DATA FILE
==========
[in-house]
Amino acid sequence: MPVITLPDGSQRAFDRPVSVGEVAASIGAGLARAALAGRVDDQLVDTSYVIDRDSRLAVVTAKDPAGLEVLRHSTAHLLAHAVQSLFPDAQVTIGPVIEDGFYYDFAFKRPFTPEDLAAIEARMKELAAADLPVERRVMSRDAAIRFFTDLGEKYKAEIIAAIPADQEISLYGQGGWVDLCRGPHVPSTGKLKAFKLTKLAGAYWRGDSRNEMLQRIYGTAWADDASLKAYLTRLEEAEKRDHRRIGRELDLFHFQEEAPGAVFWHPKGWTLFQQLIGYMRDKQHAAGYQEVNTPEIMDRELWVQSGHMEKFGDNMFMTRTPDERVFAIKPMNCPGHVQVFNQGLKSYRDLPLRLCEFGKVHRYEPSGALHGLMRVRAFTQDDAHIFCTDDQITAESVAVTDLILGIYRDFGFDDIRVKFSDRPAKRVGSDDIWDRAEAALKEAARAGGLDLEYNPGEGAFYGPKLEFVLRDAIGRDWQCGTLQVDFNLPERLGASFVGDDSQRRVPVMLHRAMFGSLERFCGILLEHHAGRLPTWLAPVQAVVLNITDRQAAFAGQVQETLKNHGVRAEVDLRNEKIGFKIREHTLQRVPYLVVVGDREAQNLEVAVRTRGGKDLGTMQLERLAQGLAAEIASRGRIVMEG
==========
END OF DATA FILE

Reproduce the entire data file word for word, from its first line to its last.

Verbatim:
[in-house]
Amino acid sequence: MPVITLPDGSQRAFDRPVSVGEVAASIGAGLARAALAGRVDDQLVDTSYVIDRDSRLAVVTAKDPAGLEVLRHSTAHLLAHAVQSLFPDAQVTIGPVIEDGFYYDFAFKRPFTPEDLAAIEARMKELAAADLPVERRVMSRDAAIRFFTDLGEKYKAEIIAAIPADQEISLYGQGGWVDLCRGPHVPSTGKLKAFKLTKLAGAYWRGDSRNEMLQRIYGTAWADDASLKAYLTRLEEAEKRDHRRIGRELDLFHFQEEAPGAVFWHPKGWTLFQQLIGYMRDKQHAAGYQEVNTPEIMDRELWVQSGHMEKFGDNMFMTRTPDERVFAIKPMNCPGHVQVFNQGLKSYRDLPLRLCEFGKVHRYEPSGALHGLMRVRAFTQDDAHIFCTDDQITAESVAVTDLILGIYRDFGFDDIRVKFSDRPAKRVGSDDIWDRAEAALKEAARAGGLDLEYNPGEGAFYGPKLEFVLRDAIGRDWQCGTLQVDFNLPERLGASFVGDDSQRRVPVMLHRAMFGSLERFCGILLEHHAGRLPTWLAPVQAVVLNITDRQAAFAGQVQETLKNHGVRAEVDLRNEKIGFKIREHTLQRVPYLVVVGDREAQNLEVAVRTRGGKDLGTMQLERLAQGLAAEIASRGRIVMEG